In this biographical article, I describe the evolution of my career in nutrition from an early period as an animal nutritionist interested in amino acid metabolism and genetic variation in nutrient requirements to an involvement in human nutrition and international public health. The career changes were in some respects a mirror of the evolution of nutritional science in my lifetime. I spent my entire career at Cornell University in what I think of as three distinct phases. As a researcher and teacher in the Poultry Science Department, I was able to do research in animal nutrition and witness the rapid industrialization of the production of poultry meat and eggs, helped by the findings of the era of nutrient discovery in nutritional science. Later I had the opportunity to lead the reorganization of human nutrition at Cornell during a period when research in nutritional science turned away from identifying new nutrients and became increasingly concerned with the roles of diet and chronic disease. During this period my research focus evolved as I became interested in aspects of international nutrition problems, particularly the influence of parasitic infections on child health and nutrition. I also became involved nationally in nutrition issues through participation in organizations such as the National Nutrition Consortium, the Food and Nutrition Board, and National Institutes of Health study sections at a time of great ferment in nutrition about the relationship of dietary patterns to health. Finally, I became provost of Cornell University and involved in the administration of a major research university. I describe my career in the context of my origins and early education springing from life on a sustainable family farm in rural Illinois.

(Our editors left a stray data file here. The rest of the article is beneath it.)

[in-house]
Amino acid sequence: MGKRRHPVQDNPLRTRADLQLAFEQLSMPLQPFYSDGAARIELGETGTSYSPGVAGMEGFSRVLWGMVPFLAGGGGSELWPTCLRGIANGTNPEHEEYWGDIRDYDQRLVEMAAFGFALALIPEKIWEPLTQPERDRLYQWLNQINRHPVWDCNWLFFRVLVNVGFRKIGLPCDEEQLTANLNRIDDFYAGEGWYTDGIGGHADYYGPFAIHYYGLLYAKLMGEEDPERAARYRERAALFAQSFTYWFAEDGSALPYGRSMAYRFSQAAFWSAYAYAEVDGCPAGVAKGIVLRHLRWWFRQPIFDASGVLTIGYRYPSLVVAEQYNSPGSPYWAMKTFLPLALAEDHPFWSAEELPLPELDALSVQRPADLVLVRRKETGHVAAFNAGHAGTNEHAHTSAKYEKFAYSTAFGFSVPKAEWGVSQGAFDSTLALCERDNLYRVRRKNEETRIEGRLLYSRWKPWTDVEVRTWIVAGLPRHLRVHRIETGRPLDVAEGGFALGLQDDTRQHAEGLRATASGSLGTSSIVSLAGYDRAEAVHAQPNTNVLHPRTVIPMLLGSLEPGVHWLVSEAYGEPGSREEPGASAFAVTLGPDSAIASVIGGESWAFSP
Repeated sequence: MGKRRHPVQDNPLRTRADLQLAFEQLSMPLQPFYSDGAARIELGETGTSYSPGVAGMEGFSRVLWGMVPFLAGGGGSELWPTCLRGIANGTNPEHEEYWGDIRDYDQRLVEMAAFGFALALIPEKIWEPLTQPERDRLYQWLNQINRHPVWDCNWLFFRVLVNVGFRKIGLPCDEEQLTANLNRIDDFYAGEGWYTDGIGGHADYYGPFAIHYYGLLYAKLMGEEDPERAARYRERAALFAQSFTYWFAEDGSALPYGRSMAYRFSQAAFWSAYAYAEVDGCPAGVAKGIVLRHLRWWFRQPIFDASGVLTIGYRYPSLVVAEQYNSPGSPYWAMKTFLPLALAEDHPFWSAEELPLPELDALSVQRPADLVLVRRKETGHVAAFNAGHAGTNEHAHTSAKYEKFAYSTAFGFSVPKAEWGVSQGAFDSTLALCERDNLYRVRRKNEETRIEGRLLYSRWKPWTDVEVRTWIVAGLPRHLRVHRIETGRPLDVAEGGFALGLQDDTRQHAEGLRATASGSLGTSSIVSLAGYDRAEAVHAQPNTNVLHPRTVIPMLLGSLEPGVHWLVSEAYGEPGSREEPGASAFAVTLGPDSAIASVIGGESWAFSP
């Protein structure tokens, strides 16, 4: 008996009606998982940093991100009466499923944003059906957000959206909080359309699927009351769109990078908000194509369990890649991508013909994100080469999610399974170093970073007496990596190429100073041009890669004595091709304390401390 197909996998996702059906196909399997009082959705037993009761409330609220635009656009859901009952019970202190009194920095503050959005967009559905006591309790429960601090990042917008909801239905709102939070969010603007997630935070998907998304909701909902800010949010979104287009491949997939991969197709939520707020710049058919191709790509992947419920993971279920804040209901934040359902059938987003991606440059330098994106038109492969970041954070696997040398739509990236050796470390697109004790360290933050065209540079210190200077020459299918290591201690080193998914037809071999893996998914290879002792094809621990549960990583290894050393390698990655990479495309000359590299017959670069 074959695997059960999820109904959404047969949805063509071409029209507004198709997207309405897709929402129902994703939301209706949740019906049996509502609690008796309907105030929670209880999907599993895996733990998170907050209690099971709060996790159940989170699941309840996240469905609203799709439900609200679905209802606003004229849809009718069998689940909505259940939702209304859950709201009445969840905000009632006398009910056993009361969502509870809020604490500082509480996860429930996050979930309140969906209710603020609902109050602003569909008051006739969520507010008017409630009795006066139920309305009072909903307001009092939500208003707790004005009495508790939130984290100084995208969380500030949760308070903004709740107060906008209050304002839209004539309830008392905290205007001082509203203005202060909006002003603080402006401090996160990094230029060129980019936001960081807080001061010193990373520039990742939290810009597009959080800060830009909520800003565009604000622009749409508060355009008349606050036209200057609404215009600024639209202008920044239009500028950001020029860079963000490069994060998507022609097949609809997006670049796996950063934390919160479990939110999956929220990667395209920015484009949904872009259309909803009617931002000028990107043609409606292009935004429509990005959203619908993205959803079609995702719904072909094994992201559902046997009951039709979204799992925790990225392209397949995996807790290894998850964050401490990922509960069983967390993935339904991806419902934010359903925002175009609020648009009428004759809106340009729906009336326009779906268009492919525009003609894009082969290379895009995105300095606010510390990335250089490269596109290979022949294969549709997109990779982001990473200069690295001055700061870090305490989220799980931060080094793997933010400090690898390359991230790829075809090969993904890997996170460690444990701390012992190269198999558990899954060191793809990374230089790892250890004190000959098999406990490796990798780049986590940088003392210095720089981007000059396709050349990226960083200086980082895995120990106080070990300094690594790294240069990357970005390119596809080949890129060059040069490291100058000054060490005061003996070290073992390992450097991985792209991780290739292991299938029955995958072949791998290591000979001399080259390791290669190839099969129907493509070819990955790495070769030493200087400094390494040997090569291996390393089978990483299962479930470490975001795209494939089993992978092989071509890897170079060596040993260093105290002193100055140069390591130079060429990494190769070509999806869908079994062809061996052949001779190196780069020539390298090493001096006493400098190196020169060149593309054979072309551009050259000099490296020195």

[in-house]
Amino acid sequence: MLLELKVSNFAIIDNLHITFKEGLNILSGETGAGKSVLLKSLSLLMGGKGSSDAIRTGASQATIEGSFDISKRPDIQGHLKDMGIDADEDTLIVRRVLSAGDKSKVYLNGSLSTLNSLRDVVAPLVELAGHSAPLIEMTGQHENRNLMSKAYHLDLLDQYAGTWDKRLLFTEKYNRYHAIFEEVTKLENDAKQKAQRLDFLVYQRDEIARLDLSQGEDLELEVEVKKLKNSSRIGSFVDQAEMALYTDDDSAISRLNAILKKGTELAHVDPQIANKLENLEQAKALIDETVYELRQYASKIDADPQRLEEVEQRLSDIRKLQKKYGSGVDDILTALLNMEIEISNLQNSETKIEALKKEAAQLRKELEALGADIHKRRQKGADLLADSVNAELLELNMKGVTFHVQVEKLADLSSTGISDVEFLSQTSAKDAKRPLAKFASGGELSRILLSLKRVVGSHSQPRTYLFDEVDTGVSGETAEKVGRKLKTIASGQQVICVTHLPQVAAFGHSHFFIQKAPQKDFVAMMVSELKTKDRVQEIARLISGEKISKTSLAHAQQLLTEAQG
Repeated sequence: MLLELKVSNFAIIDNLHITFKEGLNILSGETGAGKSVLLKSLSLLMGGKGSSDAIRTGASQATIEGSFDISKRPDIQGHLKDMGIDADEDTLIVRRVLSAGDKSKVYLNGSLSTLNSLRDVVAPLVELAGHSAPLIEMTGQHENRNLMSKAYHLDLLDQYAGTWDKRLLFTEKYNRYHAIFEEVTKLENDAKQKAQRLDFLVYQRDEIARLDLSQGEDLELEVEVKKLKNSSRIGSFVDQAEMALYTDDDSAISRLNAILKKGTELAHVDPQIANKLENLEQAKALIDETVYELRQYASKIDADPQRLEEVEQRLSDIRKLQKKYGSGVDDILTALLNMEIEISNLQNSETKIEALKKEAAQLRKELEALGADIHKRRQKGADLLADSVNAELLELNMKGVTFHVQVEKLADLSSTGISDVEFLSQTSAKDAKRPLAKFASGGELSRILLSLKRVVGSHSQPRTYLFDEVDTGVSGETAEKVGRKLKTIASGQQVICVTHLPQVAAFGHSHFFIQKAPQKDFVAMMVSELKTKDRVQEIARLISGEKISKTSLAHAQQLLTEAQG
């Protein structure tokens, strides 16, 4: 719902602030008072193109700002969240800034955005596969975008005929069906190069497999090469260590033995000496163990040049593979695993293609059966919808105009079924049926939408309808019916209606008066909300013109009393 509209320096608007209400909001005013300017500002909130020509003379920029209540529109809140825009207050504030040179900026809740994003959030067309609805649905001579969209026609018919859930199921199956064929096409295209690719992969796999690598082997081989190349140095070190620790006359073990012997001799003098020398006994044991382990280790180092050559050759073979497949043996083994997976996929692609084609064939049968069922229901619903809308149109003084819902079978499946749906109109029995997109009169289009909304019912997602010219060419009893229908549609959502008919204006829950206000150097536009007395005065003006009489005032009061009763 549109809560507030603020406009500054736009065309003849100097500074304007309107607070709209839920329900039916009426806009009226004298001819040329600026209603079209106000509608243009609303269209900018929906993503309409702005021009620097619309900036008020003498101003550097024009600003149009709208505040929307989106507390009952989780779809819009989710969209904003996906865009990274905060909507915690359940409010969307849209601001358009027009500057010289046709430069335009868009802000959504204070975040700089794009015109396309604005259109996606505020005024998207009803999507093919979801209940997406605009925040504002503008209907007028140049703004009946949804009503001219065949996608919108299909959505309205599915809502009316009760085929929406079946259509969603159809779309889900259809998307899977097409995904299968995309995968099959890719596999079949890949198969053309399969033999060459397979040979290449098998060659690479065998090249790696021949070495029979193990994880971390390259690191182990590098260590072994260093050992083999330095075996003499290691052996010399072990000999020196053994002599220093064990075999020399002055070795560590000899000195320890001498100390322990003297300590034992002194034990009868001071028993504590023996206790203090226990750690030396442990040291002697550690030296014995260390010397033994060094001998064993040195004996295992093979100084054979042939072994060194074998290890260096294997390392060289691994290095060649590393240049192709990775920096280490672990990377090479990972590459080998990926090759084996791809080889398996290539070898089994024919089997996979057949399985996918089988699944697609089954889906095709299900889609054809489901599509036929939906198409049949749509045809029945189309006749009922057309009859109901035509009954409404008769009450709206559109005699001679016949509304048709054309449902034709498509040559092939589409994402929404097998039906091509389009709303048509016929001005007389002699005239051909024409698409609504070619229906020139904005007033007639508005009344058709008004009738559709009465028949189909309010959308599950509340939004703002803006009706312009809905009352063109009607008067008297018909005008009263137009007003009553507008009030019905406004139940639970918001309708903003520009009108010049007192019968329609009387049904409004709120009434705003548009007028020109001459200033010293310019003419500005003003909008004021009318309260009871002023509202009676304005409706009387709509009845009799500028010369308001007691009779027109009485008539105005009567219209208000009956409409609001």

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  • Article Type: Review Article
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